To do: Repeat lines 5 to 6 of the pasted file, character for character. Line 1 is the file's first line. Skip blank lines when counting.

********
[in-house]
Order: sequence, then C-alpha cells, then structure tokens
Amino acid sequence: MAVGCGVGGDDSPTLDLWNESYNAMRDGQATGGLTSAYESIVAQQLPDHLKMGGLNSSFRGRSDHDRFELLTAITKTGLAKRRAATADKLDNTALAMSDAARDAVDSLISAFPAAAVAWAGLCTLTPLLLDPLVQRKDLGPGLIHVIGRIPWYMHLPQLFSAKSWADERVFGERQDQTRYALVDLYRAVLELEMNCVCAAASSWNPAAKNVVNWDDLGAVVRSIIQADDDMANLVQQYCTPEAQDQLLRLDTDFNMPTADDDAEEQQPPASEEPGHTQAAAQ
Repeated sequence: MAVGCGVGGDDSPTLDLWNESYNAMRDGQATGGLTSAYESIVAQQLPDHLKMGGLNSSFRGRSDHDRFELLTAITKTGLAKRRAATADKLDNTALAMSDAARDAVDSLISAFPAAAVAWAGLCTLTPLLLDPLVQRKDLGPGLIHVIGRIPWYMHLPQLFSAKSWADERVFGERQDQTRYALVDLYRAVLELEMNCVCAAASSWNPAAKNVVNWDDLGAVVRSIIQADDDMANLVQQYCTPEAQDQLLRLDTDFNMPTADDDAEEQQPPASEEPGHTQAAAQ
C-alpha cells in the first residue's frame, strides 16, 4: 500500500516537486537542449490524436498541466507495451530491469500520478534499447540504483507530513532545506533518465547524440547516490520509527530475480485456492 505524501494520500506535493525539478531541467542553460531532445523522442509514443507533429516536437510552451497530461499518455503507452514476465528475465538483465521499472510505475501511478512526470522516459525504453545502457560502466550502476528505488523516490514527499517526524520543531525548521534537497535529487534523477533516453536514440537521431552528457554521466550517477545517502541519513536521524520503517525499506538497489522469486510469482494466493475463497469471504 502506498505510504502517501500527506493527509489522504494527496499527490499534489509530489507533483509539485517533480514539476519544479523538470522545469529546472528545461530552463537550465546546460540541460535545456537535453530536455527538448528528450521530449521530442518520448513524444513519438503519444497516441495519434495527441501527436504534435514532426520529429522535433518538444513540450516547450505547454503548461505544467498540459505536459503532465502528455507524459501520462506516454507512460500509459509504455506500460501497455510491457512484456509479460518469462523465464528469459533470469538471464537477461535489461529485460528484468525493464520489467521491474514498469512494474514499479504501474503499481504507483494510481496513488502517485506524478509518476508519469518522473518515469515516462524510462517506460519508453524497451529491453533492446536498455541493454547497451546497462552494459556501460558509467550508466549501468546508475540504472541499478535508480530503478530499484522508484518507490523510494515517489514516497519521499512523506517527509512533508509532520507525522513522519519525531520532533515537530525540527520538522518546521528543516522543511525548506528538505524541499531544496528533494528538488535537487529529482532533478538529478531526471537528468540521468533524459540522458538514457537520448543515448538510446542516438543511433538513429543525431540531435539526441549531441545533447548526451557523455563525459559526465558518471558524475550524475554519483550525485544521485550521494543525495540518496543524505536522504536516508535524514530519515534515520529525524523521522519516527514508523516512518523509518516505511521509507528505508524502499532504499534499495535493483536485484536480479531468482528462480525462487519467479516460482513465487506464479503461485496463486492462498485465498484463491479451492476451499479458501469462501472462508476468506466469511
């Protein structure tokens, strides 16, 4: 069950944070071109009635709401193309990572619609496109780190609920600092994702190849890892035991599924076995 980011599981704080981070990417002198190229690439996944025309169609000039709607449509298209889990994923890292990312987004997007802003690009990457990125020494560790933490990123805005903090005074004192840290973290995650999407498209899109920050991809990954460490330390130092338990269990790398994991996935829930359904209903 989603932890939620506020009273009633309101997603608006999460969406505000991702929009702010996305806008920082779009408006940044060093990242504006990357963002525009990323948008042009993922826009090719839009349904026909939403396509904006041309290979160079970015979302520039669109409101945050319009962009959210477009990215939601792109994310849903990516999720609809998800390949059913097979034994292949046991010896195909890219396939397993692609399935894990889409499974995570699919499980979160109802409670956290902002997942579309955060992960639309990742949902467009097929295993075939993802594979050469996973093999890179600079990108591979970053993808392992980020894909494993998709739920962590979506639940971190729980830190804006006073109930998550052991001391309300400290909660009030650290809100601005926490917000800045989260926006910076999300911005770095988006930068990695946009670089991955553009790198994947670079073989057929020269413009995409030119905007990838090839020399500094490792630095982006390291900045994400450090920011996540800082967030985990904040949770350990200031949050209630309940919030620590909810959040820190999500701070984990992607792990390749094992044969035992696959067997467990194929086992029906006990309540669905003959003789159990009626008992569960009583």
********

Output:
C-alpha cells in the first residue's frame, strides 16, 4: 500500500516537486537542449490524436498541466507495451530491469500520478534499447540504483507530513532545506533518465547524440547516490520509527530475480485456492 505524501494520500506535493525539478531541467542553460531532445523522442509514443507533429516536437510552451497530461499518455503507452514476465528475465538483465521499472510505475501511478512526470522516459525504453545502457560502466550502476528505488523516490514527499517526524520543531525548521534537497535529487534523477533516453536514440537521431552528457554521466550517477545517502541519513536521524520503517525499506538497489522469486510469482494466493475463497469471504 502506498505510504502517501500527506493527509489522504494527496499527490499534489509530489507533483509539485517533480514539476519544479523538470522545469529546472528545461530552463537550465546546460540541460535545456537535453530536455527538448528528450521530449521530442518520448513524444513519438503519444497516441495519434495527441501527436504534435514532426520529429522535433518538444513540450516547450505547454503548461505544467498540459505536459503532465502528455507524459501520462506516454507512460500509459509504455506500460501497455510491457512484456509479460518469462523465464528469459533470469538471464537477461535489461529485460528484468525493464520489467521491474514498469512494474514499479504501474503499481504507483494510481496513488502517485506524478509518476508519469518522473518515469515516462524510462517506460519508453524497451529491453533492446536498455541493454547497451546497462552494459556501460558509467550508466549501468546508475540504472541499478535508480530503478530499484522508484518507490523510494515517489514516497519521499512523506517527509512533508509532520507525522513522519519525531520532533515537530525540527520538522518546521528543516522543511525548506528538505524541499531544496528533494528538488535537487529529482532533478538529478531526471537528468540521468533524459540522458538514457537520448543515448538510446542516438543511433538513429543525431540531435539526441549531441545533447548526451557523455563525459559526465558518471558524475550524475554519483550525485544521485550521494543525495540518496543524505536522504536516508535524514530519515534515520529525524523521522519516527514508523516512518523509518516505511521509507528505508524502499532504499534499495535493483536485484536480479531468482528462480525462487519467479516460482513465487506464479503461485496463486492462498485465498484463491479451492476451499479458501469462501472462508476468506466469511
């Protein structure tokens, strides 16, 4: 069950944070071109009635709401193309990572619609496109780190609920600092994702190849890892035991599924076995 980011599981704080981070990417002198190229690439996944025309169609000039709607449509298209889990994923890292990312987004997007802003690009990457990125020494560790933490990123805005903090005074004192840290973290995650999407498209899109920050991809990954460490330390130092338990269990790398994991996935829930359904209903 989603932890939620506020009273009633309101997603608006999460969406505000991702929009702010996305806008920082779009408006940044060093990242504006990357963002525009990323948008042009993922826009090719839009349904026909939403396509904006041309290979160079970015979302520039669109409101945050319009962009959210477009990215939601792109994310849903990516999720609809998800390949059913097979034994292949046991010896195909890219396939397993692609399935894990889409499974995570699919499980979160109802409670956290902002997942579309955060992960639309990742949902467009097929295993075939993802594979050469996973093999890179600079990108591979970053993808392992980020894909494993998709739920962590979506639940971190729980830190804006006073109930998550052991001391309300400290909660009030650290809100601005926490917000800045989260926006910076999300911005770095988006930068990695946009670089991955553009790198994947670079073989057929020269413009995409030119905007990838090839020399500094490792630095982006390291900045994400450090920011996540800082967030985990904040949770350990200031949050209630309940919030620590909810959040820190999500701070984990992607792990390749094992044969035992696959067997467990194929086992029906006990309540669905003959003789159990009626008992569960009583």